Opened 8 months ago

Last modified 6 weeks ago

#7058 new change

Write WebAssembly module loader

Reported by: mjethani Assignee:
Priority: Unknown Milestone:
Module: Core Keywords:
Cc: sergz, sebastian, kzar, hfiguiere, greiner Blocked By:
Blocking: Platform: Unknown / Cross platform
Ready: no Confidential: no
Tester: Unknown Verified working: no
Review URL(s):

Description (last modified by mjethani)

Background

We would like to start moving some of our code to WebAssembly if and where possible as we run into our limits of what we can do with pure JavaScript (#7000). This would be somewhat in parallel to the Emscripten effort, but could also be seen as a way to gradually migrate to that implementation over time. In any case, the lessons learnt from the Emscripten effort would come in handy in this piecemeal migration.

The first step for doing this is to have a loader that can load a WebAssembly version of a module on platforms that support it and automatically fall back to a pure JavaScript implementation otherwise, based on a mapping somewhere. This mapping could be in the build script, for example, or it could be hardcoded into the source of the module.

These days it's easy to load a WebAssembly module using a few lines of JavaScript:

<script>
  function loadModule(path)
  {
    return fetch(`${path}.wasm`).then(response => response.arrayBuffer())
           .then(bytes => WebAssembly.instantiate(bytes))
           .then(object => object.instance.exports);
  }

  loadModule("simple").then(({add}) =>
  {
    console.log(add(1, 2)); // prints 3
  });
</script>

It would be easy to modify the above implementation to fall back to require'ing the pure JavaScript version of the module if the .wasm file is not found or if WebAssembly is not supported on the platform, while keeping it transparent to client code.

It is also trivial these days to write WebAssembly, even by hand:

;; simple.wat

(module
  (func (export "add") (param i32) (param i32) (result i32)
    get_local 0
    get_local 1
    i32.add
  )
)

This can be compiled to a WebAssembly binary using WABT:

wat2wasm -o simple.wasm simple.wat

There are higher-level languages and frameworks being built around this (e.g. Walt). The web is no longer so tightly coupled with JavaScript.

As a first step, we need a WebAssembly module loader that falls back to alternative pure JavaScript implementations based on certain criteria.

Compatibility

(What versions of Chrome, Firefox, and Edge is WebAssembly supported on? What are the details we need to know before we start work? To be filled out.)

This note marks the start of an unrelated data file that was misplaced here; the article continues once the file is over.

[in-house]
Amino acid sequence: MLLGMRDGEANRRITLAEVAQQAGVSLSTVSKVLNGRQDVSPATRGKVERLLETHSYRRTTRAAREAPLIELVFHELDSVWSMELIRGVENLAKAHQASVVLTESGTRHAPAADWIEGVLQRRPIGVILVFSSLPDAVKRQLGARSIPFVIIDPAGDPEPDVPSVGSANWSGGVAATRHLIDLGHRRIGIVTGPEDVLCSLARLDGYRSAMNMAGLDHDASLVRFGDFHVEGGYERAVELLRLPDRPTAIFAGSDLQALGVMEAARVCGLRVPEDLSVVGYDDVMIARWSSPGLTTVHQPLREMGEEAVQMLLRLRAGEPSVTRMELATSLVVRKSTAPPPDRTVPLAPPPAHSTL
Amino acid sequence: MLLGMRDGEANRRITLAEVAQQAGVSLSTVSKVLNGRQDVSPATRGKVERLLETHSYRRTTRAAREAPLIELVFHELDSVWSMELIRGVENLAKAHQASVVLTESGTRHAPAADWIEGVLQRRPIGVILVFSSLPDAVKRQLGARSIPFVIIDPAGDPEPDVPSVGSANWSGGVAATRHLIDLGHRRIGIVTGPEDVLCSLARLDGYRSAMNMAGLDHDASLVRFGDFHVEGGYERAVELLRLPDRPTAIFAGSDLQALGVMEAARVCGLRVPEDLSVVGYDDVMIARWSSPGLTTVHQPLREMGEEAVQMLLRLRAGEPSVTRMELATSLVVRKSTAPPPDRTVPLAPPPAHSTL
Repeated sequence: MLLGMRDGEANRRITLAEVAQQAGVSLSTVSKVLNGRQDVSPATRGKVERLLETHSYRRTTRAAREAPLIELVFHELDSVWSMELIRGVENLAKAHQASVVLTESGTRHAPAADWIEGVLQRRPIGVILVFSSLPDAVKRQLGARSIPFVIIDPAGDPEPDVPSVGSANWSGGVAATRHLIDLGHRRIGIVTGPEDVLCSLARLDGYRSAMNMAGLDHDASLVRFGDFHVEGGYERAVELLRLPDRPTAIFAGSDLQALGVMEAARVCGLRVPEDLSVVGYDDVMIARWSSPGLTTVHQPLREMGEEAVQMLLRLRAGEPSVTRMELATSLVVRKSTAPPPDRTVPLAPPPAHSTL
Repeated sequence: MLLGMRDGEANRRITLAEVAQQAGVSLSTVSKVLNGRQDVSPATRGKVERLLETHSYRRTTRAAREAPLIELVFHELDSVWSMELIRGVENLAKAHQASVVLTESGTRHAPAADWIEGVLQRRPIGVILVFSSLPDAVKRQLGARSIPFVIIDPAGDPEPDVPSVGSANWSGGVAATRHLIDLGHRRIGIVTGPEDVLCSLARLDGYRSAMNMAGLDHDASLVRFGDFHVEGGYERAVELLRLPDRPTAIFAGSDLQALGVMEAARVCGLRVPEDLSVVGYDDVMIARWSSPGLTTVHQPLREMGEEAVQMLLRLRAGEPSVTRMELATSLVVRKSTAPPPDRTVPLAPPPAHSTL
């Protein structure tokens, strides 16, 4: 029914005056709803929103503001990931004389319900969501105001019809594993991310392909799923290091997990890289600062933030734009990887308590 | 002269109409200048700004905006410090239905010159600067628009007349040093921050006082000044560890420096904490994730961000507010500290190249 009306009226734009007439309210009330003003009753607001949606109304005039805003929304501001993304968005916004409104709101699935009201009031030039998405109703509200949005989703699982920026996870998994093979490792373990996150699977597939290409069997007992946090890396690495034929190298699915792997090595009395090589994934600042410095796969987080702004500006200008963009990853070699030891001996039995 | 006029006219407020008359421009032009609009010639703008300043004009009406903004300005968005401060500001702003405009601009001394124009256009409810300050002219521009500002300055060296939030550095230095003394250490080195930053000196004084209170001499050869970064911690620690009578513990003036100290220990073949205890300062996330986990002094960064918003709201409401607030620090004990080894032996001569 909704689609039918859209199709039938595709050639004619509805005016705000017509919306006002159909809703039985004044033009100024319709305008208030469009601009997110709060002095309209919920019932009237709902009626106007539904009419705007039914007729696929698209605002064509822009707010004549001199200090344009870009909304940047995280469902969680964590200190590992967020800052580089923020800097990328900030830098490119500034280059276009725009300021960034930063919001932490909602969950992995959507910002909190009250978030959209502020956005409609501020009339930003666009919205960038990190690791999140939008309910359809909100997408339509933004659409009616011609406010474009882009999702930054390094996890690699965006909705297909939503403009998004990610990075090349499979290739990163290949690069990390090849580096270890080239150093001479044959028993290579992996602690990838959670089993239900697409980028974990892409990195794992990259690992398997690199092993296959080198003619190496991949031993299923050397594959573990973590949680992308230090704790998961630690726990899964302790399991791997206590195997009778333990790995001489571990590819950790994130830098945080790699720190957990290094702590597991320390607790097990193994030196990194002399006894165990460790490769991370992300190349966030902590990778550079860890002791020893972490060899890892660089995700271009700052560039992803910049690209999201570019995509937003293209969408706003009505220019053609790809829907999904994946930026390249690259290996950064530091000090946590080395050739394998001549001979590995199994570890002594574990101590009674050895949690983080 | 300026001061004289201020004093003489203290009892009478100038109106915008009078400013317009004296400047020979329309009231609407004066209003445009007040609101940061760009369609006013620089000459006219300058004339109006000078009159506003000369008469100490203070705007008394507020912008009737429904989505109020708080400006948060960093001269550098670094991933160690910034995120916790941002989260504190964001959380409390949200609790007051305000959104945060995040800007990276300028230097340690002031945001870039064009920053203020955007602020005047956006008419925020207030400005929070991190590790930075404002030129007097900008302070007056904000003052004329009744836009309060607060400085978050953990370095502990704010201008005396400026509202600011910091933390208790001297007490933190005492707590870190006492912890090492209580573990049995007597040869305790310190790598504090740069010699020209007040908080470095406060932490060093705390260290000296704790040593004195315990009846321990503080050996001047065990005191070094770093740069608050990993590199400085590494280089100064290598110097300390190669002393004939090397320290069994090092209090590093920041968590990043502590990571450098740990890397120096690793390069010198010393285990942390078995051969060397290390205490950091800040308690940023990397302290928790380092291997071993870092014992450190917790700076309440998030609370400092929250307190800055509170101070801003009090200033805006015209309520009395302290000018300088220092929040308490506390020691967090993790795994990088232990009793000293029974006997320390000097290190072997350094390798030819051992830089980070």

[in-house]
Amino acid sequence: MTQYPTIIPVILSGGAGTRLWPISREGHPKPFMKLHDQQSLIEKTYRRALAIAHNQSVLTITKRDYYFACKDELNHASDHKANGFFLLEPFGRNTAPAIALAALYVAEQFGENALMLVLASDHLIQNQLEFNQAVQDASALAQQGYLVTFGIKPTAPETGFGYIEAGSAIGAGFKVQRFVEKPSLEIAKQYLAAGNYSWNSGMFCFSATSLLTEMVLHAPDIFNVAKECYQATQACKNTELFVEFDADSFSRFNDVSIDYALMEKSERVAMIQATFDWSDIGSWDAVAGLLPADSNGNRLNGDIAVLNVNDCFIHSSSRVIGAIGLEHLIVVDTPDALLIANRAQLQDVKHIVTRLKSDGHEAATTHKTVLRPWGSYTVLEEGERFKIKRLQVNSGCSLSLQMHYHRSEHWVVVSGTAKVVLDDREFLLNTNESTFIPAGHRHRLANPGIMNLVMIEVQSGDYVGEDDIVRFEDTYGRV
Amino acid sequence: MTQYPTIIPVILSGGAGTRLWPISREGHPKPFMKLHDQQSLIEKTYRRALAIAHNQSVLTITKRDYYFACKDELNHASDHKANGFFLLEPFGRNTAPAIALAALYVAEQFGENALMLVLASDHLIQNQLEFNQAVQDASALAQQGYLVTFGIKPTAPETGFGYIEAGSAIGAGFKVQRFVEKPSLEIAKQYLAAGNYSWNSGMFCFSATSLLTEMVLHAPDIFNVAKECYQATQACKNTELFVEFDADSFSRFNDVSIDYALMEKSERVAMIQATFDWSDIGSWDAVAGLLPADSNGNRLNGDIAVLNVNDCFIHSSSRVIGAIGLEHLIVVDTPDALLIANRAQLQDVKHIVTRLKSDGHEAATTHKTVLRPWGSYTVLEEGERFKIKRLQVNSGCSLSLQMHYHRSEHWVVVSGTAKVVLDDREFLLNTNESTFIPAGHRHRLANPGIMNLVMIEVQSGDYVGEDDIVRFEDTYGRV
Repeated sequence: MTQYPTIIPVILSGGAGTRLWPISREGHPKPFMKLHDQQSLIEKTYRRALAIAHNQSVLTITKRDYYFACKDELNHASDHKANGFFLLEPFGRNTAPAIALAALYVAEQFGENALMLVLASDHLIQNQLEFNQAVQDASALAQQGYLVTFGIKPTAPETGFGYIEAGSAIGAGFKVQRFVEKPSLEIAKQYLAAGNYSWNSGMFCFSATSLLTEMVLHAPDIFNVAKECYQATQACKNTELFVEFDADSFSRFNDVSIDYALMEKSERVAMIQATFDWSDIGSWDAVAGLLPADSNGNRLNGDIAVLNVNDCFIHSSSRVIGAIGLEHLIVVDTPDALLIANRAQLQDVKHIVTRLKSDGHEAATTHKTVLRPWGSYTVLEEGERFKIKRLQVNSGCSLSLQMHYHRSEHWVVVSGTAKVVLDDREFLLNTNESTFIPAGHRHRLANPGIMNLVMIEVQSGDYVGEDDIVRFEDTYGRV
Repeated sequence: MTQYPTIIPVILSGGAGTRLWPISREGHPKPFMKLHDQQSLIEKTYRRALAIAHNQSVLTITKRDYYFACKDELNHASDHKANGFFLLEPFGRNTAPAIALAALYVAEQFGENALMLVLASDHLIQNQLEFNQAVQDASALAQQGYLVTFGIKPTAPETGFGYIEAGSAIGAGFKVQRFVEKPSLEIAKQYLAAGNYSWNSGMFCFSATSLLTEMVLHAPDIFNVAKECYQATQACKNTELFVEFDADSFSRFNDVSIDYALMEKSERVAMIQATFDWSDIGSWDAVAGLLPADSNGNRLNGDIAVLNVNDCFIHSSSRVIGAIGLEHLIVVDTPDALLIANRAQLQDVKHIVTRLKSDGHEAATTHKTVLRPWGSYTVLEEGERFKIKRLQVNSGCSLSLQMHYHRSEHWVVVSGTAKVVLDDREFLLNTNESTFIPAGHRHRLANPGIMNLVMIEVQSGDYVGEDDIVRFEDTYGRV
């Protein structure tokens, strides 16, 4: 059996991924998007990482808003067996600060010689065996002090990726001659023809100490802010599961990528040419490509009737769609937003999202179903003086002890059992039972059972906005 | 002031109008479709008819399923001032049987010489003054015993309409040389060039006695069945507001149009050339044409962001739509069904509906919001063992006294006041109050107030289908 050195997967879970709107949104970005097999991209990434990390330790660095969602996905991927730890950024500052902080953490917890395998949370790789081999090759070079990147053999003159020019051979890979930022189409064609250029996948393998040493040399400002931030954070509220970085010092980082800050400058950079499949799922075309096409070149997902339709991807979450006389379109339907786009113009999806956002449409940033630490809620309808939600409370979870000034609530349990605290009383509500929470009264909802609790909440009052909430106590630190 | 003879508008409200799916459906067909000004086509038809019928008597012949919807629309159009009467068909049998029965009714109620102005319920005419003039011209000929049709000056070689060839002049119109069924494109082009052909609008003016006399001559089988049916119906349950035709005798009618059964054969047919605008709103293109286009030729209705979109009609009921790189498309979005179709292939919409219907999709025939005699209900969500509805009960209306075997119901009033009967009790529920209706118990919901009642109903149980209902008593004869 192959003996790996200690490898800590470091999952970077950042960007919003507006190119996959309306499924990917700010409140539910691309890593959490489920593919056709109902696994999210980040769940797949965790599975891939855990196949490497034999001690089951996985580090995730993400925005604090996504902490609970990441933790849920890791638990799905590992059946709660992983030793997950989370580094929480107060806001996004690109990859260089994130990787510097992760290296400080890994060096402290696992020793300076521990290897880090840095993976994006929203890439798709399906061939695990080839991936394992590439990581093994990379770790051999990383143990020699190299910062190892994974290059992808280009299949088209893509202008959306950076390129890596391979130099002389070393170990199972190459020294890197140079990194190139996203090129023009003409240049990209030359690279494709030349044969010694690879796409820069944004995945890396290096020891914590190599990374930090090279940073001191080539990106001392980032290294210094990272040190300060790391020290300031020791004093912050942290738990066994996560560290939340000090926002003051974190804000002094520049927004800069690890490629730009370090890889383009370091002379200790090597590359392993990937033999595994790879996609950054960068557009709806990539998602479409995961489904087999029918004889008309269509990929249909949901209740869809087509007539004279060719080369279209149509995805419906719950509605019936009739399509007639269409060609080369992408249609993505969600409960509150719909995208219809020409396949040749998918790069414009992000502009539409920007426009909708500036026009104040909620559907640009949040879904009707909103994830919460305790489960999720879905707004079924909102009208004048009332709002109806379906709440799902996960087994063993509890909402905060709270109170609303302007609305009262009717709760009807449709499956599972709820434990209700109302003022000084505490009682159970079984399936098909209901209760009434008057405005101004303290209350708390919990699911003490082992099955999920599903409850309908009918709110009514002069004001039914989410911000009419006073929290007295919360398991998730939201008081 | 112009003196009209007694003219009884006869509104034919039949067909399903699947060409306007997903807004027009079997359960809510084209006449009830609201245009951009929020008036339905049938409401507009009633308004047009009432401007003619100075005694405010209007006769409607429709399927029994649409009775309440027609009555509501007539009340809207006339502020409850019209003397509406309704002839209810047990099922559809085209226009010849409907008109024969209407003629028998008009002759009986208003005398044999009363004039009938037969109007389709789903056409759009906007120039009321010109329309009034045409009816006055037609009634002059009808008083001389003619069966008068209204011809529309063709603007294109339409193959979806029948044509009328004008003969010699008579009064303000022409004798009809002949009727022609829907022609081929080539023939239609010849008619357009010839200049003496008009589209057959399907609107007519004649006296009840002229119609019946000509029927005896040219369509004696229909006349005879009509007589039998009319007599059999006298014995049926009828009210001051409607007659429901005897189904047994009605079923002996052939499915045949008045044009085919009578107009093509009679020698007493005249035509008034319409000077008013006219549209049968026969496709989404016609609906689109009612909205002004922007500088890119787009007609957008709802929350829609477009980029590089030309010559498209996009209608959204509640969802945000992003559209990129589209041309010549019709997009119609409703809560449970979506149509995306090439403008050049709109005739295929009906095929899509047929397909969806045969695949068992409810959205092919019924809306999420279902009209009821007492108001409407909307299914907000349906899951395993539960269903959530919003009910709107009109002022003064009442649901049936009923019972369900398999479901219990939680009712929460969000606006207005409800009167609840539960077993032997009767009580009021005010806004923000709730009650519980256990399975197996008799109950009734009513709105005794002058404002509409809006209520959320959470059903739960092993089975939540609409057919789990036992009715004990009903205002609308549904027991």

What to change

To be determined.

Change History (16)

comment:1 Changed 8 months ago by mjethani

  • Description modified (diff)

comment:2 Changed 8 months ago by mjethani

  • Description modified (diff)

comment:3 Changed 8 months ago by mjethani

  • Cc sergz sebastian kzar hfiguiere added

comment:4 Changed 8 months ago by mjethani

  • Description modified (diff)

comment:5 Changed 8 months ago by hfiguiere

Issue #6312 is for the emscripten branch

comment:6 Changed 8 months ago by hfiguiere

Support matrix:
https://developer.mozilla.org/en-US/docs/WebAssembly

No IE, Edge 16, Chrome 57, Firefox 52

comment:7 Changed 8 months ago by mjethani

  • Blocking 7000 added

comment:8 Changed 8 months ago by hfiguiere

Also we don't need C++ to write wasm code. We can do it in Rust.

comment:9 follow-up: Changed 8 months ago by mjethani

Based on the little that I know about Rust, I would very much prefer it over C++.

comment:10 in reply to: ↑ 9 ; follow-up: Changed 8 months ago by mjethani

Replying to mjethani:

Based on the little that I know about Rust, I would very much prefer it over C++.

Seriously though, there are two things we would have to consider:

  1. Skills: Do we have the skills in the team? Anybody can write a "Hello world" program in Rust, but it takes a long time to master a language. In order to get the best out of it, one really must grok it. We have some very skilled C++ programmers on the team with lots of experience.
  2. Performance: If we're going to adopt WebAssembly as a target for performance reasons, we should try to get the best tradeoff between performance and maintainability. The question is whether Rust can be compiled to WebAssembly bytecode as optimally as C++.

comment:11 in reply to: ↑ 10 Changed 8 months ago by hfiguiere

Replying to mjethani:

The question is whether Rust can be compiled to WebAssembly bytecode as optimally as C++.

Yes.

comment:12 Changed 8 months ago by mjethani

This will actually have to be part of buildtools. We will need a custom webpack loader that loads the WebAssembly version of a given module if it's available and fall back on the JavaScript version otherwise. The WebAssembly binary would be included in the generated lib/adblockplus.js by the build script as a byte array.

We need to work out the details.

comment:13 Changed 8 months ago by hfiguiere

I think we could start by doing it for the emscripten branch, and then we can move that patch to the main branch when needed/wanted.

comment:14 Changed 8 months ago by mjethani

  • Blocking 7000 removed

comment:15 Changed 4 months ago by greiner

  • Cc greiner added

comment:16 Changed 6 weeks ago by Himanshu0709

Last edited 6 weeks ago by kzar (previous) (diff)
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